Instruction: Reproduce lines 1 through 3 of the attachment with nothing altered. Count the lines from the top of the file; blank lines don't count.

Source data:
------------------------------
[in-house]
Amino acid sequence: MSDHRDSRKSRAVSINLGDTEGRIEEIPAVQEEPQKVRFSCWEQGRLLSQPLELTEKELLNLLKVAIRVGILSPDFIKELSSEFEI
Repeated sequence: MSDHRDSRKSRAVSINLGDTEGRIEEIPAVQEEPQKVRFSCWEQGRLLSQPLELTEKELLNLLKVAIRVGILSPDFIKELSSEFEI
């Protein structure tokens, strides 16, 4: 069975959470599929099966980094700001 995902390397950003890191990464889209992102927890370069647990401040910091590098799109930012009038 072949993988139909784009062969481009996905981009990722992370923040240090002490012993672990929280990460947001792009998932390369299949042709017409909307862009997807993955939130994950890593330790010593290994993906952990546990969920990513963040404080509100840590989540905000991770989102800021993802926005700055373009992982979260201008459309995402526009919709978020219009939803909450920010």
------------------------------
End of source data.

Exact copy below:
[in-house]
Amino acid sequence: MSDHRDSRKSRAVSINLGDTEGRIEEIPAVQEEPQKVRFSCWEQGRLLSQPLELTEKELLNLLKVAIRVGILSPDFIKELSSEFEI
Repeated sequence: MSDHRDSRKSRAVSINLGDTEGRIEEIPAVQEEPQKVRFSCWEQGRLLSQPLELTEKELLNLLKVAIRVGILSPDFIKELSSEFEI